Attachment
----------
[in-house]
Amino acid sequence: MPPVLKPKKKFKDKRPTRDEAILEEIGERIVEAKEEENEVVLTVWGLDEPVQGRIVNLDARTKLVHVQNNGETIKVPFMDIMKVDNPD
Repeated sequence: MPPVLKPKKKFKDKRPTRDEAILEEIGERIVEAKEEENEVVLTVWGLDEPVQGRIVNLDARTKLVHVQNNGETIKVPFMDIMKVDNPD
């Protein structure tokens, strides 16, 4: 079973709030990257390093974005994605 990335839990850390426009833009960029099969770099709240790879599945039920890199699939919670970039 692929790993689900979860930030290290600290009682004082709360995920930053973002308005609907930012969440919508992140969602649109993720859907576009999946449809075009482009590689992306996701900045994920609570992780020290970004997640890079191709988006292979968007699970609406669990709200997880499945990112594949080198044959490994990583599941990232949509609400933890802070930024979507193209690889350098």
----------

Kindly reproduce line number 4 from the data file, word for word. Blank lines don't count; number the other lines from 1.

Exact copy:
């Protein structure tokens, strides 16, 4: 079973709030990257390093974005994605 990335839990850390426009833009960029099969770099709240790879599945039920890199699939919670970039 692929790993689900979860930030290290600290009682004082709360995920930053973002308005609907930012969440919508992140969602649109993720859907576009999946449809075009482009590689992306996701900045994920609570992780020290970004997640890079191709988006292979968007699970609406669990709200997880499945990112594949080198044959490994990583599941990232949509609400933890802070930024979507193209690889350098």